Unfortunately for the country’s consumers and not just producers of rice, the harm caused by NFA’s dereliction of duty extends not just to the current rice supply and prices but also to future supply and prices.
Based on experience where the NFA has no presence, Mariano said the rice farmgate prices are even lower than P17. Leave the farmers more and more to the mercy of private rice traders, when they have had no support from the government and they have also been bearing the brunt of increased prices of input and operation due to deregulation and privatization, and what you’d end up with is further neglect of agriculture. If the others who continued planting were to suffer further losses due to stiff competition with imported products that are subsidized by its source countries, the local agriculture takes another knock-out assault.
“Here we see how much of a mistake the government policies are,” said Mariano.
What happened with rice – the steady climb in its prices as the government imported more and more rice — is now about to happen with fish, warned the Pamalakaya. This, when the Philippines has abundant fish in its waters and the fisherfolk can be helped to further improve fishery, said Fernando Hicap of Pamalakaya.
“The government through the NFA must prioritize local palay procurement over importation to stabilize rice prices and avoid the continuing rice crisis because of limited NFA rice supply,” said Cathy Estavillo, spokesperson of Bantay Bigas and AMIHAN Peasant Women.
2. Make NFA do its job in assuring the country’s affordable, safe rice supply
It is bad enough that the government is increasingly resorting to importation at the expense of local producers, it has also lately begun letting the private sector do the importation. According to Anong Manalo of the Confederation of Importers Association, the private sector, unlike the government sector, exists and operates for profit and not service.
But having said that, it seems even at importing rice the NFA has been making wrong decisions at the expense of the consumers and local producers. As early as January this year, the NFA declared that its stocks were down to just 2 to 3 days’ worth of local consumption. Yet, considering it has not been buying more local palay and its knee-jerk reaction is to up its rice imports, it did not import rice during harvest time in other countries such as Vietnam and Thailand in March. Manalo said rice at that time was priced lower, and transporting it during summer lessens the risk of it getting wet, and thus avoiding the current problem of bukbok (weevil infestation).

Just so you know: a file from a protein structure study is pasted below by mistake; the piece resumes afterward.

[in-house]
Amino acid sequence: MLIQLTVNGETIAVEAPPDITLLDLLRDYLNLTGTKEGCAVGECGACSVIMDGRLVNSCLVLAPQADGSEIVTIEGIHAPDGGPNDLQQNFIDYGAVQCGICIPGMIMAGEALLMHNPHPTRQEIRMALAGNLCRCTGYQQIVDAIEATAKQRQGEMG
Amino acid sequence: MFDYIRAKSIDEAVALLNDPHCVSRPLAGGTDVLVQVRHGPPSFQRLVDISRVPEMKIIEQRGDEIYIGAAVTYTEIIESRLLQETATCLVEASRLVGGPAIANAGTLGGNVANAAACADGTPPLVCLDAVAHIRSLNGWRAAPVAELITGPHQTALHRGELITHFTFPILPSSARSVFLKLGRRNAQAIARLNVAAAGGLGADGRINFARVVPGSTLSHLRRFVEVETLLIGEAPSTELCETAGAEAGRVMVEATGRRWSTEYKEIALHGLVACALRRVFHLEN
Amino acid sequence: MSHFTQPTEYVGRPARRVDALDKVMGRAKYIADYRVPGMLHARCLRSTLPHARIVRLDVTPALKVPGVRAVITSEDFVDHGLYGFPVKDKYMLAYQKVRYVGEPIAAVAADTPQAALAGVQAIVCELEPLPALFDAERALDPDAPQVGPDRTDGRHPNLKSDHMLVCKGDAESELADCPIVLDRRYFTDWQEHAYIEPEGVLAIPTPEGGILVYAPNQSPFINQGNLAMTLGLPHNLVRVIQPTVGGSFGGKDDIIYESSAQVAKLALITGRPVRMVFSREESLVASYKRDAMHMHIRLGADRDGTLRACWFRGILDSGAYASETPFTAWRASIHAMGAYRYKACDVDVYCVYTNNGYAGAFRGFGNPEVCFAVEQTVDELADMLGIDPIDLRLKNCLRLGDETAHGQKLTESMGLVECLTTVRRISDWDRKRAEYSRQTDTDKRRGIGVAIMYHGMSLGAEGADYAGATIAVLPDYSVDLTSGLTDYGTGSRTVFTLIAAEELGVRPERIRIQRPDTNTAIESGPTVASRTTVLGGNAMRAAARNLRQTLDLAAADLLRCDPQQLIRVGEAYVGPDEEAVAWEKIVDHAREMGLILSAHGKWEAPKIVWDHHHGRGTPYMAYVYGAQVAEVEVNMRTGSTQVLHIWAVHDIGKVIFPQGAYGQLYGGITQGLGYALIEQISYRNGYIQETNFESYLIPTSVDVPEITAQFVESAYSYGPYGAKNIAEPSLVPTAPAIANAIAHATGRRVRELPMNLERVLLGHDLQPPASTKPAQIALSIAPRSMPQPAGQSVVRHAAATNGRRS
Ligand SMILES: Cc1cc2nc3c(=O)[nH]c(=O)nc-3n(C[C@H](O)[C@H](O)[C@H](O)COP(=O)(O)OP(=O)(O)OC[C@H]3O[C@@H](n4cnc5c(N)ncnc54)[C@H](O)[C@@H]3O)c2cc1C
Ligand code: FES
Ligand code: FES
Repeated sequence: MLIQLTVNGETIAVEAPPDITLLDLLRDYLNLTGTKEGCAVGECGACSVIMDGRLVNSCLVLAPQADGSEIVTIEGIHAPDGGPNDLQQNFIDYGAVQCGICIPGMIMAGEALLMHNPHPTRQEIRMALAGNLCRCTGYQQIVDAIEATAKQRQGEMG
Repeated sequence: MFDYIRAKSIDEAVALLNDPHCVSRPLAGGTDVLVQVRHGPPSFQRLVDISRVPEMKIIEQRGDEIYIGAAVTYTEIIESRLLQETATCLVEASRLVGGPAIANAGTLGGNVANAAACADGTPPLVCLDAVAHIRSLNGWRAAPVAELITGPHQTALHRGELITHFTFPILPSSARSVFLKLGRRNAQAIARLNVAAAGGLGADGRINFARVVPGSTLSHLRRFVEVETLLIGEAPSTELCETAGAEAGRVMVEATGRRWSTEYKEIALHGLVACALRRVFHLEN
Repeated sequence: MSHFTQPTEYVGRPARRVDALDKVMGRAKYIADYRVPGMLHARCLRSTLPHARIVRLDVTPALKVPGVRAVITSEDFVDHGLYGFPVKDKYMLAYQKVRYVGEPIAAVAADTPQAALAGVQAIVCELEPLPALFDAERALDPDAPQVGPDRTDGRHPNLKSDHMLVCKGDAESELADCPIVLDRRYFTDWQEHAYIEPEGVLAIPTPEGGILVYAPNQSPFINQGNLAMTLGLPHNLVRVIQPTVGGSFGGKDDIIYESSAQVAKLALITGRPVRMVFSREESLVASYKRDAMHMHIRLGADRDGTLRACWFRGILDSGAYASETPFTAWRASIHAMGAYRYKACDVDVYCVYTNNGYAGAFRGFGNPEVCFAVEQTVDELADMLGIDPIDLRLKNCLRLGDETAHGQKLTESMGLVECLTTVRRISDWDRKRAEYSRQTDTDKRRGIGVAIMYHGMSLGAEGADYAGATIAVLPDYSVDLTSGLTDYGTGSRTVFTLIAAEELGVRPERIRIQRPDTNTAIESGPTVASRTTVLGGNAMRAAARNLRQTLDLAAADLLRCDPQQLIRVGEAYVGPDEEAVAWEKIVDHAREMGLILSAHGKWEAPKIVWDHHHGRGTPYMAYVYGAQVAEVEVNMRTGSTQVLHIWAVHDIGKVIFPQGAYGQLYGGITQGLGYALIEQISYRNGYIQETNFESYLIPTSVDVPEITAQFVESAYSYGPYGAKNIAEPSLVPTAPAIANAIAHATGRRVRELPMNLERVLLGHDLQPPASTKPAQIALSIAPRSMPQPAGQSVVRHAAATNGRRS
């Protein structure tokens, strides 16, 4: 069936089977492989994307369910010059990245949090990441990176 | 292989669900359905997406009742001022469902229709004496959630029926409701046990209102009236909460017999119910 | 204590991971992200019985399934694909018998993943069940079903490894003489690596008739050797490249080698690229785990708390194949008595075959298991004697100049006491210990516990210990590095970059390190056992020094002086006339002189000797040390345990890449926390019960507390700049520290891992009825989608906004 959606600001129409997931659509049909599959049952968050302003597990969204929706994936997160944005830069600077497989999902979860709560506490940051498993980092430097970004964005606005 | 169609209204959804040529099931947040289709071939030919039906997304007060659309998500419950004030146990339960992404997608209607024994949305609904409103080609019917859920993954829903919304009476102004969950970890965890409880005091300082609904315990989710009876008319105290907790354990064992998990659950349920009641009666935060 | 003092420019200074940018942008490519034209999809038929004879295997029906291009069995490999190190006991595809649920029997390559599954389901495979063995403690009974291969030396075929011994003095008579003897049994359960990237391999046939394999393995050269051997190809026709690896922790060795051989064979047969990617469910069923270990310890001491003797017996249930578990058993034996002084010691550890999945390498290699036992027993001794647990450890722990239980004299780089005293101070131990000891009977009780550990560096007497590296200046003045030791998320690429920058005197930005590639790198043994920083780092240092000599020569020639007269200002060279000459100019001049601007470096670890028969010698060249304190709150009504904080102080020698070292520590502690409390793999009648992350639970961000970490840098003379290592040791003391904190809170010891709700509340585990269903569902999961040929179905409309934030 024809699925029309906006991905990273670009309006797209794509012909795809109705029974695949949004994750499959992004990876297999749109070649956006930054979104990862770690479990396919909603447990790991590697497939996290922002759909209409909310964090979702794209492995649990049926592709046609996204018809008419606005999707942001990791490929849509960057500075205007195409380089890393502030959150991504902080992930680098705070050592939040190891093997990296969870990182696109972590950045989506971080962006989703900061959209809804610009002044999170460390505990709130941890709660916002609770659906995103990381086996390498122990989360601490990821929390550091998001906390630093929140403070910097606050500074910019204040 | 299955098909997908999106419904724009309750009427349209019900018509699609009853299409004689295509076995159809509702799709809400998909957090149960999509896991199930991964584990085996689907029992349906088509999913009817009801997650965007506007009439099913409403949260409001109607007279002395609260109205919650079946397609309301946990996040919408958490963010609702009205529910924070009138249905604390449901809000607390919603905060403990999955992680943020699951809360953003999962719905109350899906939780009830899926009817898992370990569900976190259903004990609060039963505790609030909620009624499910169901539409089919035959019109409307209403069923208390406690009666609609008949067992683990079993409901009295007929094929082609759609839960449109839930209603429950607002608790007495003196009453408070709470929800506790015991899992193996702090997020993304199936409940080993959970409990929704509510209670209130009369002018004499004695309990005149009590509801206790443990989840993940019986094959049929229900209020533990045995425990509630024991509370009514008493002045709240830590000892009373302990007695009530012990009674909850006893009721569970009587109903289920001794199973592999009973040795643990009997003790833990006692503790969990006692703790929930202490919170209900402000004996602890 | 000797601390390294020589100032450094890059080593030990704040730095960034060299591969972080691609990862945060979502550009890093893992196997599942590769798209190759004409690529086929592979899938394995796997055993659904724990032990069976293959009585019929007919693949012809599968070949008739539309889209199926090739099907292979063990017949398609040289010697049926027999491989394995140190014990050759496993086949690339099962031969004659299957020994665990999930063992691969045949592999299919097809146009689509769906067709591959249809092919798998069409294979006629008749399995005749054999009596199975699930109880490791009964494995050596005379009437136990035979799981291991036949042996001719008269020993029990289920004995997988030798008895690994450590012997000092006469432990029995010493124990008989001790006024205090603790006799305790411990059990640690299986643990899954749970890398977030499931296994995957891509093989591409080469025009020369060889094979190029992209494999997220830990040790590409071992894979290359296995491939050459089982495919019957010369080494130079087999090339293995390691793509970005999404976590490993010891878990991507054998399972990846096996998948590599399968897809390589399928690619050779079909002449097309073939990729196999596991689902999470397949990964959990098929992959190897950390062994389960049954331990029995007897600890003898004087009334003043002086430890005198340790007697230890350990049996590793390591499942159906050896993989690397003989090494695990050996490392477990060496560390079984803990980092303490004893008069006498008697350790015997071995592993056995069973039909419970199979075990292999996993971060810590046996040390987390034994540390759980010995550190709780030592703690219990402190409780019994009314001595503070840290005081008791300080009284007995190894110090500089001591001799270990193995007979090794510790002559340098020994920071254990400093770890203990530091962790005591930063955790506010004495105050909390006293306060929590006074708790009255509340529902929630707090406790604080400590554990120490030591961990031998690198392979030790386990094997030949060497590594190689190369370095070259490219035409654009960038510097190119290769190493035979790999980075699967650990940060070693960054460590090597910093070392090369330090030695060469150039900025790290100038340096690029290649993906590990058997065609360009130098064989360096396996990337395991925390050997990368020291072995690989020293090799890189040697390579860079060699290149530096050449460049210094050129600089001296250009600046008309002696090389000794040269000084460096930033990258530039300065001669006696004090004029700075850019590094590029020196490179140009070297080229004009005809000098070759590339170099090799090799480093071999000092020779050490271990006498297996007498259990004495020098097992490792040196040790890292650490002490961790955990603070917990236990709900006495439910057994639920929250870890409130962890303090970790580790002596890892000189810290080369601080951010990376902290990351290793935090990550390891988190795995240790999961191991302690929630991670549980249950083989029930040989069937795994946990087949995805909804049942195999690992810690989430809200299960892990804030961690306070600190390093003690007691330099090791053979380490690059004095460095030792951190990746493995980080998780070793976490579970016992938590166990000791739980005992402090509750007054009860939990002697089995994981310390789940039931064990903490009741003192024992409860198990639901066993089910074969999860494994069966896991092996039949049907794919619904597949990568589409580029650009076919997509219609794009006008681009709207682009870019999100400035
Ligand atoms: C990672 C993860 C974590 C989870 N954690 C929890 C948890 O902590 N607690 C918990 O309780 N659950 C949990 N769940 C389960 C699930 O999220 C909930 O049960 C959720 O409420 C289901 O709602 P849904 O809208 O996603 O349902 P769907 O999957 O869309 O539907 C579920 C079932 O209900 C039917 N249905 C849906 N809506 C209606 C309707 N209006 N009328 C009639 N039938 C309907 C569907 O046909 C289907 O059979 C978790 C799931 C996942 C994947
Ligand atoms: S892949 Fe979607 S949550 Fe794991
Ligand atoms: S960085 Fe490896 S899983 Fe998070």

On top of charges filed against NFA for technical malversation of the budget for rice procurement, other possible charges hover over them once the government accepts the rice infected with bukbok in Subic. Joji Co of Philippine Congrains said the import contract states that those rice only become government responsibility once it’s in the NFA warehouse. If it got infested and damaged on transport, the said rice remains the responsibility of the seller.
Other agricultural stakeholders also warned that if the government accepted the weevil-infested rice, it will set a dangerous precedent. It gives a go signal to every rice-exporting country to haul their stale inventories since the Philippine government will pay for it, anyway.
3. Impose price controls on agricultural products
Estimates of both the grains traders and farmers’ groups arrive at P34 to P36 per kilo retail price of rice. They said the locally produced and imported rice can be set or controlled at this price and profits would still be earned. They arrived at the same suggested amount for price control even though the farmers’ groups computed from the prevailing farmgate prices and the traders computed from the import prices and attendant costs such as transportation, taxes (including tariff), bribes and other costs.